Effective and efficient prehospital triage of patients with ELVO is now the holy grail of stroke care delivery innovation. Several stroke assessment tools exist, including the 3 item stroke scale (3I-SS),9 Cincinnati Prehospital Stroke Severity Scale (CPSSS),10 National Institutes of Health Stroke Scale (NIHSS),11 face, arm, speech test (FAST),12 Los Angeles Motor Scale (LAMS),13 legs, eyes, gaze, speech (Texas Stroke Intervention Prehospital Stroke Severity Scale) (LEGS),14 Melbourne Ambulance Stroke Screen (MASS),15 Medic Prehospital Assessment for Code Stroke (Med PACS),15 Ontario Prehospital Stroke Screening (OPSS),16 Rapid Arterial oCclusion Evaluation Scale (RACE),17 and Recognition Of Stroke In the Emergency Room (ROSIER),15 some of which (3I-SS,9 CPSSS,10 LAMS,13 LEGS,14 RACE,17 or severe hemiparesis18) have been used to specifically screen for ELVO but with limitations. For example, the RACE17 scoring system is cumbersome for emergency medical technicians and nurses, takes almost as long as the NIHSS, and requires the user to calculate a score. The 3I-SS,9 CPSS,10 LAMS,13 and RACE17 scores require the user to remember the test items; the name does not trigger testing or next steps. Using LAMS13 or a single deficit screen such as severe hemiparesis18 is a more simple approach but has somewhat limited sensitivity and specificity.
Vision, aphasia, and neglect (VAN) is a novel ELVO screening tool we developed to assess functional neurovascular anatomy. It is quick, reproducible, easy to remember and, while objective, requires no score calculations. We tested the ability of VAN to identify ELVO patients presenting to our center and compared it with an NIHSS threshold of ≥6.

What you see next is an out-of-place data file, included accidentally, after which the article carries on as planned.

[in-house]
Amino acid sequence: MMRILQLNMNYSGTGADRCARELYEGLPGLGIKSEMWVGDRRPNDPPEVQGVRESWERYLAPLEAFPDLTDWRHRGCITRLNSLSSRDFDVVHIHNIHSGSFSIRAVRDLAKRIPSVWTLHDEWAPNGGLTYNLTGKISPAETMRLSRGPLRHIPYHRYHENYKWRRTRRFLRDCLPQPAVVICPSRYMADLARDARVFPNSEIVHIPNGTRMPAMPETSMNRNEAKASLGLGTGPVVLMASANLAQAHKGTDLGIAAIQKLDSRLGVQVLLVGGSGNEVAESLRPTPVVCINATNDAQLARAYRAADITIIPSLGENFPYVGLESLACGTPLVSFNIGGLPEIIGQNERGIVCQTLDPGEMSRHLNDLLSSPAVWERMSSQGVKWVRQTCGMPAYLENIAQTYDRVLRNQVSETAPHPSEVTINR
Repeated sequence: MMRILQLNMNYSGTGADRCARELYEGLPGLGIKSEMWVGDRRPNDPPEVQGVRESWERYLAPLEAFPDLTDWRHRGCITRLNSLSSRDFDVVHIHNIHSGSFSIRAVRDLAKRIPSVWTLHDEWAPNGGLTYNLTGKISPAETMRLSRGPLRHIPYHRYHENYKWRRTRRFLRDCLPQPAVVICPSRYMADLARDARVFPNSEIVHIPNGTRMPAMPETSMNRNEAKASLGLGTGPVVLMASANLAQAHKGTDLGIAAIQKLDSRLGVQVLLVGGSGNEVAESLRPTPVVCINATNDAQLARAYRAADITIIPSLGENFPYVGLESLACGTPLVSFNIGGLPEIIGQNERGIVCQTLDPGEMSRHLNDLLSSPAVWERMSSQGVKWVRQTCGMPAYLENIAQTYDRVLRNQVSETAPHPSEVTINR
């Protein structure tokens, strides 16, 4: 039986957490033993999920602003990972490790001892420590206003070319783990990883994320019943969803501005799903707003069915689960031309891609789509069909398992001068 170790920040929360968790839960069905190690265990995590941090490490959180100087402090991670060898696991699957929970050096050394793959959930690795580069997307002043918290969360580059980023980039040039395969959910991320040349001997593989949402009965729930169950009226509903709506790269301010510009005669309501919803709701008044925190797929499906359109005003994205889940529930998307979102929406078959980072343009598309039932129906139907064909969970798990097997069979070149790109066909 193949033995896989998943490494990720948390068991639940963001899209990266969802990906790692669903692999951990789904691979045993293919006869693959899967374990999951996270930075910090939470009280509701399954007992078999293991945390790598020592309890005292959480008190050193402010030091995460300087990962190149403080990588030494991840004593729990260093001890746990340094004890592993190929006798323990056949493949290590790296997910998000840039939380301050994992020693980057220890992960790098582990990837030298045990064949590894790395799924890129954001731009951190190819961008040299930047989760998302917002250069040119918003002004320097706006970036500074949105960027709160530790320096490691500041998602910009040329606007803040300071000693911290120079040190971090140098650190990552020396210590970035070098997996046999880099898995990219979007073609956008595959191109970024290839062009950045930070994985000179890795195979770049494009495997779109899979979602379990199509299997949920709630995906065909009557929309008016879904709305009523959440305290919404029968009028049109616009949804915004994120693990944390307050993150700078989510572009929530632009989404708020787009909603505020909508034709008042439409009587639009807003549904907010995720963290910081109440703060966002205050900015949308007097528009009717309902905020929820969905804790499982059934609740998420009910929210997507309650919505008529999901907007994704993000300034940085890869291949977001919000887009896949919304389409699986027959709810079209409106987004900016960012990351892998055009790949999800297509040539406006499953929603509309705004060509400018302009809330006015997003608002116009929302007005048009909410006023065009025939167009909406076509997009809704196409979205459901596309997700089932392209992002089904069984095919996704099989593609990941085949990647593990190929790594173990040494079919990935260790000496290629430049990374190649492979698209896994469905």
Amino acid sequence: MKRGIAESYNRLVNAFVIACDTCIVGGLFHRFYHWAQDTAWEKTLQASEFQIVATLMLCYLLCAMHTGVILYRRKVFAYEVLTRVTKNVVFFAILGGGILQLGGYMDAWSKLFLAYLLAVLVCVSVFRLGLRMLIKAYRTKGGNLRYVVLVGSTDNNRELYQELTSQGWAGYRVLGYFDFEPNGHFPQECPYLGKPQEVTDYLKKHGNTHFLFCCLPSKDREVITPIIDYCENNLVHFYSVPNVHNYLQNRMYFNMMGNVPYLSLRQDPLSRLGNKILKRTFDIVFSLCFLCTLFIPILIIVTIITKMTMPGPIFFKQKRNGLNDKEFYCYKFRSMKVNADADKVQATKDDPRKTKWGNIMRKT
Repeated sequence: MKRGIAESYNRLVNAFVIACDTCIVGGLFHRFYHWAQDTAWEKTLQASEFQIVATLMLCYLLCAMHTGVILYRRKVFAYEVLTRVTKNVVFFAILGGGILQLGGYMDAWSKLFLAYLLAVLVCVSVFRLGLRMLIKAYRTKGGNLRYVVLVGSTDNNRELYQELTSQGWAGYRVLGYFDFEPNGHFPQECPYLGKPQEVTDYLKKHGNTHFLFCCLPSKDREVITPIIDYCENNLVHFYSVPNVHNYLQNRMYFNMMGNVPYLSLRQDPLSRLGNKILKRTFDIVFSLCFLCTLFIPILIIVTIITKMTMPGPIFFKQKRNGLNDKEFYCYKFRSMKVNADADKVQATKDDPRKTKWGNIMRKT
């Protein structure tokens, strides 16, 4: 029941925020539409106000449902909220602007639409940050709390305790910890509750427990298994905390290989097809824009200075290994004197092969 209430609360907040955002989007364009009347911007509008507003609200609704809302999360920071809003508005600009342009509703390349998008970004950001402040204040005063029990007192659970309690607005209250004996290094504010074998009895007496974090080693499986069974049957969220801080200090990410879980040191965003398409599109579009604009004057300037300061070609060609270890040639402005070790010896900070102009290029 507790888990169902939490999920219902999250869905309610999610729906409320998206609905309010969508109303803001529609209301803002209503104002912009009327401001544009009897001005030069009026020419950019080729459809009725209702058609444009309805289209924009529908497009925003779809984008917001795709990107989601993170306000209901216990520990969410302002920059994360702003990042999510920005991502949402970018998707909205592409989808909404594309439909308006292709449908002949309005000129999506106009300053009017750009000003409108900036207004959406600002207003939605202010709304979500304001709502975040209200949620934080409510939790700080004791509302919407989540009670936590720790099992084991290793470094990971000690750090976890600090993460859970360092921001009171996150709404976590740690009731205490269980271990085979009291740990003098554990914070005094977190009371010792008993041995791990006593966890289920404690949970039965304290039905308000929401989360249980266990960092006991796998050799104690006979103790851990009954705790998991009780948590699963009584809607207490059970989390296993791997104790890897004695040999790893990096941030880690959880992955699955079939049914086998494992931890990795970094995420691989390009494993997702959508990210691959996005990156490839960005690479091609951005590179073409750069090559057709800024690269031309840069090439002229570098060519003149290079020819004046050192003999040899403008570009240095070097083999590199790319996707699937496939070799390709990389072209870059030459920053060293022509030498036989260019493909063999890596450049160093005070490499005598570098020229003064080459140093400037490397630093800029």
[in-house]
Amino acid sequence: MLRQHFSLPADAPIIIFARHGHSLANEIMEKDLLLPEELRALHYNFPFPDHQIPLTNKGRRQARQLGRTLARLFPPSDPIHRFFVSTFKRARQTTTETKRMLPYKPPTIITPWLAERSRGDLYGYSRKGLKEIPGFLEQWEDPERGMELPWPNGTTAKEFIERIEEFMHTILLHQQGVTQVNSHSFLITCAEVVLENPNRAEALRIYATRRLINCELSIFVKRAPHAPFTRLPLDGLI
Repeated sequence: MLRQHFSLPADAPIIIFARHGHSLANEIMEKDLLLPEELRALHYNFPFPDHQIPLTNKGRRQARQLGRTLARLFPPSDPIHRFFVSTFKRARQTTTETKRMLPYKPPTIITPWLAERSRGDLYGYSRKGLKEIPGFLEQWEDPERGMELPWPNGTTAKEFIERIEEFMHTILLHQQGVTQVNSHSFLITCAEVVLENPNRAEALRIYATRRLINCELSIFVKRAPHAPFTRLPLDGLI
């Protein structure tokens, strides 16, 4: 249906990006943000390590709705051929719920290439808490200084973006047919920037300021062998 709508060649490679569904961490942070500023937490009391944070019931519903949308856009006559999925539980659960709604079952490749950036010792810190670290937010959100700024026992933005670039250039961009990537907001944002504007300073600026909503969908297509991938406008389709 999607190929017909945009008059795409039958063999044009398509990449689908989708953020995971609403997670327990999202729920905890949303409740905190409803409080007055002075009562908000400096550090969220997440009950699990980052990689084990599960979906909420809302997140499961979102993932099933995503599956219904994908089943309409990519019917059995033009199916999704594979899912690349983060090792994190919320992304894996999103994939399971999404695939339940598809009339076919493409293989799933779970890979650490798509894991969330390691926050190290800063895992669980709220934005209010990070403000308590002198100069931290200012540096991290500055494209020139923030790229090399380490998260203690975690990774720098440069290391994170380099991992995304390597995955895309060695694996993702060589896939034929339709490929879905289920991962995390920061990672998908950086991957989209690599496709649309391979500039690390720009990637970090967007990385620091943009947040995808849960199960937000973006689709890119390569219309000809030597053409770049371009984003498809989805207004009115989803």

Our emergency room triage nurses, all of whom are NIHSS certified, were trained in how to perform the VAN assessment screen (table 1) during a 2 h training session. The training session included how to perform VAN, including visual field testing, gaze assessment, aphasia testing, and neglect testing, with simultaneous stimuli. They also were briefly informed of why early stroke thrombectomy is so important for patient outcome and emphasized the number needed to treat versus other emergencies in the emergency department, such as ST elevation myocardial infarction (STEMI). Brain and vascular anatomy, as it relates to VAN, was also taught. Functional anatomy of the cortex, motor homunculous, and internal capsule were reviewed. Lacunar syndromes and why they usually do not have cortical symptoms based on anatomy was also emphasized. Lastly, multiple examples of VAN negative and VAN positive patients were presented, including a pure lacunar patient with an NIHSS score of 12 for face, arm, and leg weakness with dysarthria but no aphasia, vision disturbance, or neglect, with follow-up imaging. Other patient examples included sensory neglect, gaze preference, pure expressive and receptive aphasia, and visual field cut.